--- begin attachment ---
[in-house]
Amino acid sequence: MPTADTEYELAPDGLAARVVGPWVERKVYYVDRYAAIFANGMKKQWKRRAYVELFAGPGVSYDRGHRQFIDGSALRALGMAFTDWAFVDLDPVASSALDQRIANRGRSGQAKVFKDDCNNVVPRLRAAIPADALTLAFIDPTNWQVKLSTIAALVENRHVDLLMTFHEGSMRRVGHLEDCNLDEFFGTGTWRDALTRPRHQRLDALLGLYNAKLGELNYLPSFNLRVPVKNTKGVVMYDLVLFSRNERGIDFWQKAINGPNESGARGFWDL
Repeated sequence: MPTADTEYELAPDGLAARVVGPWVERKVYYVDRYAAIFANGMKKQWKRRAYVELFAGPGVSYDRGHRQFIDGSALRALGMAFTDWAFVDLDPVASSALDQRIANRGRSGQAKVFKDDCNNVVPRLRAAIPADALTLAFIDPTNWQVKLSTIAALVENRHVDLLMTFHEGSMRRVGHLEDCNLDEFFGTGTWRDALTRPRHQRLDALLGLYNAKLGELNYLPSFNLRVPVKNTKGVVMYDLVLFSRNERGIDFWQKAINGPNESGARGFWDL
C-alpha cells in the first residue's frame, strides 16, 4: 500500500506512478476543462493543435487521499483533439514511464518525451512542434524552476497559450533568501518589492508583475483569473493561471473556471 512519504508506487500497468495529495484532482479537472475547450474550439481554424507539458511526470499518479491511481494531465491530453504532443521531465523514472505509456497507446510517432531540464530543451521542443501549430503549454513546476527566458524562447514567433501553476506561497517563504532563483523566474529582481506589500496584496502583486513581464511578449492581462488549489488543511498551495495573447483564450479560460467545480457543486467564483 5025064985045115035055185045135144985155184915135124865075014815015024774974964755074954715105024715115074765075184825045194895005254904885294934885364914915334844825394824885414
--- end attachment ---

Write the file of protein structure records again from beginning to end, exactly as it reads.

[in-house]
Amino acid sequence: MPTADTEYELAPDGLAARVVGPWVERKVYYVDRYAAIFANGMKKQWKRRAYVELFAGPGVSYDRGHRQFIDGSALRALGMAFTDWAFVDLDPVASSALDQRIANRGRSGQAKVFKDDCNNVVPRLRAAIPADALTLAFIDPTNWQVKLSTIAALVENRHVDLLMTFHEGSMRRVGHLEDCNLDEFFGTGTWRDALTRPRHQRLDALLGLYNAKLGELNYLPSFNLRVPVKNTKGVVMYDLVLFSRNERGIDFWQKAINGPNESGARGFWDL
Repeated sequence: MPTADTEYELAPDGLAARVVGPWVERKVYYVDRYAAIFANGMKKQWKRRAYVELFAGPGVSYDRGHRQFIDGSALRALGMAFTDWAFVDLDPVASSALDQRIANRGRSGQAKVFKDDCNNVVPRLRAAIPADALTLAFIDPTNWQVKLSTIAALVENRHVDLLMTFHEGSMRRVGHLEDCNLDEFFGTGTWRDALTRPRHQRLDALLGLYNAKLGELNYLPSFNLRVPVKNTKGVVMYDLVLFSRNERGIDFWQKAINGPNESGARGFWDL
C-alpha cells in the first residue's frame, strides 16, 4: 500500500506512478476543462493543435487521499483533439514511464518525451512542434524552476497559450533568501518589492508583475483569473493561471473556471 512519504508506487500497468495529495484532482479537472475547450474550439481554424507539458511526470499518479491511481494531465491530453504532443521531465523514472505509456497507446510517432531540464530543451521542443501549430503549454513546476527566458524562447514567433501553476506561497517563504532563483523566474529582481506589500496584496502583486513581464511578449492581462488549489488543511498551495495573447483564450479560460467545480457543486467564483 5025064985045115035055185045135144985155184915135124865075014815015024774974964755074954715105024715115074765075184825045194895005254904885294934885364914915334844825394824885414